It is difficult to imagine an application to John the Baptist given the sense of the Hebrew, but it is all too easy to see how someone could apply it to him given the sense of the Greek. Keep in mind that John is supposed to be answering the question "who are you?"; the Hebrew reading doesn't seem much of an answer. The way the incident is presented in the gospels suggests the intention to provide a prophetic validation of John's ministry ("look, John the Baptist fulfills this scripture!"), but that surely depends on the Greek. In addition, isn't it just a bit too convenient that a verse which originally would have only had a loose application to John at best, becomes much stronger when the LXX is employed?

Now it is possible, I suppose, that the LXX here preserves an authentic Hebrew textual tradition that John quoted from, and which has not been preserved in any Hebrew text or other translation. But that is very unlikely. Besides the intrinsic unlikelihood that the reading would not be found anywhere else, not even in texts like 1QIsa(a) which often support the LXX against the MT, the parallelism in the Hebrew strongly suggests that ba`aravah is authentic. But the possibility that the LXX reading, as found in the gospels, is an authentic textual variant cannot be excluded with 100% certainty. It's just an issue of what is more likely.

In short, the most likely explanation, by quite a long way, is that the gospel writers applied this verse from the LXX without realizing that this reading diverged in a crucial respect from the Hebrew. Maybe they couldn't read Hebrew; maybe they didn't have access to an entire Hebrew Tanakh; maybe they just didn't think to check. Perhaps this was a popular application amongst early Christians which they uncritically reflected.

The other point to make is that there are a number of instances in the gospels which suggest that the writers relied upon the LXX in ignorance of the Hebrew, and made mistakes as a result. So the explanation that this also happened here is strengthened by the cumulative case. See Matthew 1:23, Matthew 21:16.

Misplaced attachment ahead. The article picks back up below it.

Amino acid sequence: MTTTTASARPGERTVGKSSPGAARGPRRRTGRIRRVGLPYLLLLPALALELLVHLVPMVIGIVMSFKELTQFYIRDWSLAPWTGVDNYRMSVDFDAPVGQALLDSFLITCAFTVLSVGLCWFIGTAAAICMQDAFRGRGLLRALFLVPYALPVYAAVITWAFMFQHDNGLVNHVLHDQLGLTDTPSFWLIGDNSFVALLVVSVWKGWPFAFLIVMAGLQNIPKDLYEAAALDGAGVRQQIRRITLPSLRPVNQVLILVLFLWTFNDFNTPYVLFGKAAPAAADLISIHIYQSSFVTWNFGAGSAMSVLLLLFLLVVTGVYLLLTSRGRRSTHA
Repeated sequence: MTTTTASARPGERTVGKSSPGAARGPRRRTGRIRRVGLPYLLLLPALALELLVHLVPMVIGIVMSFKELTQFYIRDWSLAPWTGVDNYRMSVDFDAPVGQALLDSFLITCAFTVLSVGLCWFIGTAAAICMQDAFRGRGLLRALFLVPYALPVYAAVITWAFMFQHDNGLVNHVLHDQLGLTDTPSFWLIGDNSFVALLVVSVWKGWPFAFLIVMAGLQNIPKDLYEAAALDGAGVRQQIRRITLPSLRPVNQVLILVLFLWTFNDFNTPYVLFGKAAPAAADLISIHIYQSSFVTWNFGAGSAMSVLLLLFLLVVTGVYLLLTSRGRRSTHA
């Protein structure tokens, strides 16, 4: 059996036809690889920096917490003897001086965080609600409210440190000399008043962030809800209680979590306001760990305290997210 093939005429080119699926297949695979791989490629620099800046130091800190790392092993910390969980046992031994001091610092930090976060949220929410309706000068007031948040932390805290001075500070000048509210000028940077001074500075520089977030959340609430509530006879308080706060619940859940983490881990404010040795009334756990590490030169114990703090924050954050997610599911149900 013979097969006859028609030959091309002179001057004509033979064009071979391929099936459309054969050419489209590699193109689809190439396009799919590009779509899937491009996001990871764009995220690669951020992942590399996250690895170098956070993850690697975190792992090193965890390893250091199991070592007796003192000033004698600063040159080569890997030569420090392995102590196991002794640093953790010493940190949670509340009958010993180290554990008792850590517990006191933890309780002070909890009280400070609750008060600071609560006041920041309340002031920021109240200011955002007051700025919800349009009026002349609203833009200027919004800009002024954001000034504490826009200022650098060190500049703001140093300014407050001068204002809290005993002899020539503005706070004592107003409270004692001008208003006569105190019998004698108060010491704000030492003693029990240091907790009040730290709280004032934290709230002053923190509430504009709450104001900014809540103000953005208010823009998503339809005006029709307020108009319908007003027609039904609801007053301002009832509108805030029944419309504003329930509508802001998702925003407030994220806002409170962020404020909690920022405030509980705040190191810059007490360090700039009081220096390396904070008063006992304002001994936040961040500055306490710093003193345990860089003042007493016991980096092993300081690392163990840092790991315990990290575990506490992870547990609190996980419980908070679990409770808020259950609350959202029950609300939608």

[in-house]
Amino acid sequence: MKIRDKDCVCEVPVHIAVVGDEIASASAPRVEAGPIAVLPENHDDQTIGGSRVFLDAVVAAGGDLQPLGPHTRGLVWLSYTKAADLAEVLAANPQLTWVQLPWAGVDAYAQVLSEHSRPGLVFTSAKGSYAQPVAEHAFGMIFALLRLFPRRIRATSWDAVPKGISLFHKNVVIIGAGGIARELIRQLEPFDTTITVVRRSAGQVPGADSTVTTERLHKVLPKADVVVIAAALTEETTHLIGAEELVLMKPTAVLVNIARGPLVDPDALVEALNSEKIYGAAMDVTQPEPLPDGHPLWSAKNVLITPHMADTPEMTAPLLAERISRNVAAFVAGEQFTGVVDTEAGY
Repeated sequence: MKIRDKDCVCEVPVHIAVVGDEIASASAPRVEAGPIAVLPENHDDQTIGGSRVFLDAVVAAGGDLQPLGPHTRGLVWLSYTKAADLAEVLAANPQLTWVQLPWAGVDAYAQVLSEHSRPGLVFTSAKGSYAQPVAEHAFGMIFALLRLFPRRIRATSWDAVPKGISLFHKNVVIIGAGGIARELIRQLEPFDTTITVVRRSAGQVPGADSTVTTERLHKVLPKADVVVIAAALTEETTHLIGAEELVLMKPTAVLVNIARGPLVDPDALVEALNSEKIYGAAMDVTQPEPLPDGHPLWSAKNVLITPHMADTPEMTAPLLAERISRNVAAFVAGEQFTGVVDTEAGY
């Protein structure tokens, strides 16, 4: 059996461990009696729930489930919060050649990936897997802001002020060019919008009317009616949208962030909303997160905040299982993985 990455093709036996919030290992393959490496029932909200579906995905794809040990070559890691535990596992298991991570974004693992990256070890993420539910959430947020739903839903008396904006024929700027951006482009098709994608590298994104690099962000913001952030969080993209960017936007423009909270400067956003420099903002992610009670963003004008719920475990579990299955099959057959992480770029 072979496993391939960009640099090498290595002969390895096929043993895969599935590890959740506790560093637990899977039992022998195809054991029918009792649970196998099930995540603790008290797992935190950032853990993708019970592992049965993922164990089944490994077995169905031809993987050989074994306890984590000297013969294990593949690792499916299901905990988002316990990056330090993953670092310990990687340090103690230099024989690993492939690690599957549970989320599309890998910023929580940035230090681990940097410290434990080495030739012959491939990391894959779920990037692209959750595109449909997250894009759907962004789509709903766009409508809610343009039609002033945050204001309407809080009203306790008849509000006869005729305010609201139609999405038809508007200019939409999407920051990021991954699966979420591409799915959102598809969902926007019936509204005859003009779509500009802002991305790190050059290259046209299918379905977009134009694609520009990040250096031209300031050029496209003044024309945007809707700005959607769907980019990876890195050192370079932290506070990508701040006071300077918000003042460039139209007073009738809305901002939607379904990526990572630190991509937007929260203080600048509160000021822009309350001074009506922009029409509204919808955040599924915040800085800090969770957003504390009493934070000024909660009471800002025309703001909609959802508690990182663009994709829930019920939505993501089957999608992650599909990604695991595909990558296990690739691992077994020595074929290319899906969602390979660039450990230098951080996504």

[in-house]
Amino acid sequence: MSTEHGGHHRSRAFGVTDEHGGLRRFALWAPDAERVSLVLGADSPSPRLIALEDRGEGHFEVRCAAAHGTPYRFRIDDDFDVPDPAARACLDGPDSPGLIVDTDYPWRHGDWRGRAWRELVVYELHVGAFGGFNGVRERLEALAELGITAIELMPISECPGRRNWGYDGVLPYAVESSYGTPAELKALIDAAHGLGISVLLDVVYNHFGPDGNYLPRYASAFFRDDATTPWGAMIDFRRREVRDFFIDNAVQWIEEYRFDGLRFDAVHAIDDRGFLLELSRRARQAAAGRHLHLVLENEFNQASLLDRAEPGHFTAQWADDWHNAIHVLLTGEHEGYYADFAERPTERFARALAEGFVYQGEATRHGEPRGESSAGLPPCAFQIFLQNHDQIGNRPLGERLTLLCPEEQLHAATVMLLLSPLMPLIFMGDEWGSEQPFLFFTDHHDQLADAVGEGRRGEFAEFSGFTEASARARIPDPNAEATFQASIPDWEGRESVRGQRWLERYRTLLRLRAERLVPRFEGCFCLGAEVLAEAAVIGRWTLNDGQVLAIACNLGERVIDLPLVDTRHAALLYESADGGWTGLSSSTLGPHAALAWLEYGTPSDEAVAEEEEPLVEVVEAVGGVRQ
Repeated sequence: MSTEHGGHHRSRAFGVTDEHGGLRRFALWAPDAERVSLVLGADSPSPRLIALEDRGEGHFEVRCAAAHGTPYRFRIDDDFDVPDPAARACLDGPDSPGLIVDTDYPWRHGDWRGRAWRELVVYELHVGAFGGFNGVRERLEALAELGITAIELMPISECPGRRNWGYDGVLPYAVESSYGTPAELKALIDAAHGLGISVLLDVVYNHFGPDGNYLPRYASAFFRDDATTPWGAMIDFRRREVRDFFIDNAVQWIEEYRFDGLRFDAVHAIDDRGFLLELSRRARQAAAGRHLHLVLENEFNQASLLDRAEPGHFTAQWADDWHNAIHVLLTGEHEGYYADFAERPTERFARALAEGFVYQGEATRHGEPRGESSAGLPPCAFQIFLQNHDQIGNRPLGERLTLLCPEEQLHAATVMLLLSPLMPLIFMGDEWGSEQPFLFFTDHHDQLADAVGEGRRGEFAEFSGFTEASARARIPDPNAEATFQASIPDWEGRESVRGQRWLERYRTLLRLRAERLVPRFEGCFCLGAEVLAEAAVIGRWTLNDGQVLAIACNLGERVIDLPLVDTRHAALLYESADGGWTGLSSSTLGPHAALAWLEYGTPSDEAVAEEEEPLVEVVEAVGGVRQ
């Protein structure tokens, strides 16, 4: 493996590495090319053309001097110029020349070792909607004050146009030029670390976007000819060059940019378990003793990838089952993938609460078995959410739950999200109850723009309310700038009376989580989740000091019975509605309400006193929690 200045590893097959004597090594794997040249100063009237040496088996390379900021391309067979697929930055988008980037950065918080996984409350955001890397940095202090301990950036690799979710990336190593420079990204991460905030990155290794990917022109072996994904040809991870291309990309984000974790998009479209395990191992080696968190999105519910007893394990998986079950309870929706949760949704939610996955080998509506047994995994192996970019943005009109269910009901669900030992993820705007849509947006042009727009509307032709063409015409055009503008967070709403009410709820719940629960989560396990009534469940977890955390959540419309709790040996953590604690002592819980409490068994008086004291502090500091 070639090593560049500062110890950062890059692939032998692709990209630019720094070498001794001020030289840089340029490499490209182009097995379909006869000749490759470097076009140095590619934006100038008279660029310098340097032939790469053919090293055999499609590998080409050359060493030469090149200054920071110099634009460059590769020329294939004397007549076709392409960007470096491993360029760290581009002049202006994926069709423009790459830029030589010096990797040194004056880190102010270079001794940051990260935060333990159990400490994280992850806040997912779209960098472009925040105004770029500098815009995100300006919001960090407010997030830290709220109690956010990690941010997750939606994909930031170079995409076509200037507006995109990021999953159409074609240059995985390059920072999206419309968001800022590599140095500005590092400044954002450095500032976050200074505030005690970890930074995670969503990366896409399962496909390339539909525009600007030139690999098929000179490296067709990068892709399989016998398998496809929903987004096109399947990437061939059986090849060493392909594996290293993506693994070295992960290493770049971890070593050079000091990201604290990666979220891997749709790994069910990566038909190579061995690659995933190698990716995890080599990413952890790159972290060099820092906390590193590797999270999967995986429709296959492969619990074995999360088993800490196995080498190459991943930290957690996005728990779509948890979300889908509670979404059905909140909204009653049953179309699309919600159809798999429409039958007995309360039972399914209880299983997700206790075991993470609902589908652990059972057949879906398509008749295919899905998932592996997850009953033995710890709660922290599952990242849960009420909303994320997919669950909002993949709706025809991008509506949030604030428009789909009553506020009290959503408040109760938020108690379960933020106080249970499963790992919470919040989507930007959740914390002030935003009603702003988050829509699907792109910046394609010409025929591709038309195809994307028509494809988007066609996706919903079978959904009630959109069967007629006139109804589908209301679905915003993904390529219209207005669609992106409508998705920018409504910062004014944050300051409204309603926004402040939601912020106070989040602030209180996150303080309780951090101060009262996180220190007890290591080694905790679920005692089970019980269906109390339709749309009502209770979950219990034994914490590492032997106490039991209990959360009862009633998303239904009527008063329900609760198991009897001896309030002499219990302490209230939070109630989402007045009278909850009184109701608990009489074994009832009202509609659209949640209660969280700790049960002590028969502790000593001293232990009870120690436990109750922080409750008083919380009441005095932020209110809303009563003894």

Response to Con comments:

Um, sorry, but he's quoting from Isaiah 40:3 in the LXX. Here are the two verses in the Greek:

Is. 40:3 (LXX): FWNH BOWNTOS EN THi ERHMWi hETOIMASATE THN hODON KURIOU ...

Jn. 1:23: ... FWNH BOWNTOS EN THi ERHMWi EUQUNATE THN hODON KURIOU

The verbal parallels between these two verses cannot be a fluke. The wording of Malachi 3:1 in the LXX is quite different and has no significant verbal parallel here. Whether Malachi or who knows what else was also present in the mind of the writer is irrelevant to the point; the author has mistakenly relied on the LXX of Is. 40:3 in ignorance of the Hebrew. Not only is the wording virtually identical to the LXX, but as noted above, the application to John is only possible because of the mistranslation found only in the Greek.

Response to more Neutral comments:

Neutral> I don't see any problem other than you don't like the way he paraphrased the original.

The issue is not paraphrasing. The issue is a difference in meaning. The phrase "A voice crying, in the wilderness make straight the way of the Lord" on the one hand, and "A voice crying in the wilderness, make straight the way of the Lord" on the other, clearly each mean two different things. One is not a paraphrase of the other.